their size, dependency, or how they look; it also doesn't depend on whether they
have the wrong ideas."
Pavone frequently appears on EWTN and has addressed the House of
Representatives Pro-Life Lobby, along with speaking to priests in India at the
invitation of Mother Teresa. He speaks at schools, connects with people through
the Internet, and provided a wealth of written material and tapes for those at
Through his examples of bringing prayer to abortionists, he told the group
that abortionists participate in abortion because they lack a respect for their
"The only way many will come to a pro-life position is when they recognize
the dignity of their own lives," he said. He works with a group of former
abortion providers, called The Prodigal Project, who are now reaching out to
abortionists, and who also are apologizing to former patients for the abortion.
Following Father Pavone's talk. Bishop Ricken provided an experiential
seminar on Lectio Divina, a process of praying the Bible.
"The Bible is the living word of God," he said. "The words will strike you
and ask you to pay attention." In the Lectio, people take the time to pay
attention to the words of God.
There are four basic stages to Lectio Divina, lectio or reading,
meditatio or meditation, oratio or prayer, and contemplatio or
In our modem world of hurry, work and distractions, he said it is important
to take quiet time to focus on God. He said to handle internal distractions by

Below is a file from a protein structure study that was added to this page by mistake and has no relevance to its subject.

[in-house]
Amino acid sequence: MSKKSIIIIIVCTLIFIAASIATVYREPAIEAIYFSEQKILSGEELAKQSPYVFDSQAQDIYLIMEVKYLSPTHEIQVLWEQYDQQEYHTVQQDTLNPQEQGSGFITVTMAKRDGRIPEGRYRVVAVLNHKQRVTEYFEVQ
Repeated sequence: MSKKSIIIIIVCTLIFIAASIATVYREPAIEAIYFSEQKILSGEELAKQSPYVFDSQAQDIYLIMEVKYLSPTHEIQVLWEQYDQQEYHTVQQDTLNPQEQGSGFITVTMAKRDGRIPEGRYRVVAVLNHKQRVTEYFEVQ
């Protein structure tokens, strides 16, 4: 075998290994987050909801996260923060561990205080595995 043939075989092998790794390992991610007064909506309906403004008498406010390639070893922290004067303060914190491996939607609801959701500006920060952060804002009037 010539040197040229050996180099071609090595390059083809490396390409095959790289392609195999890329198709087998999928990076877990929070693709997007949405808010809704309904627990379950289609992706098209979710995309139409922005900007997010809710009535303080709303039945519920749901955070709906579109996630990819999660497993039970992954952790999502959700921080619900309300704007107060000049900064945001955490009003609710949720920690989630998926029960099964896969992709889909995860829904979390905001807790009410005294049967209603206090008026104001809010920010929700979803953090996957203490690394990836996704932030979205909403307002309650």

"just noticing them, then let them go out; don't fight them; just let it go."
Bishop Ricken said in the first stage, people should calmly and carefully
read the daily verses. He recommended coordinating the private reading with the
liturgical cycle of Sunday readings, saying it would increase one's
understanding of the readings and homily.
In the meditation phase, he suggested a method to "picture yourself as one of
the people in the story. It is an incredibly powerful way of using the
He also suggested writing down a scripture verse and keeping it with you,
looking at it during the day. "That way, work becomes permeated with prayer and
prayer is our work."
In the prayer portion, Bishop Ricken said it is time to speak to God about
the reading or experience in meditation. A prayer might include "help me to see
if there are people I need to bring healing to," after a daily reading about
healing. Then, listen.
"God will speak in different ways, depending on your state of life and the
ways you listen," he said. "We need to spend time with our best friend - Christ
In the contemplation session he said, "we rest with God, empowered by the
Holy Spirit in a restful and peaceful way."
The most important portion of the Lectio is not keeping each phase to
10 minutes, or keeping the stages in order - the most important is fidelity to
the prayer. "If you get distracted, just go back to the text," he advised.
"People have trouble letting God love them, just be receptive and let God
love you," he said. Part of the afternoon session included a chance to try the
Lectio and learn to develop an improved relationship with God.
"To be ignorant of the sacred scriptures is to be ignorant of Christ," he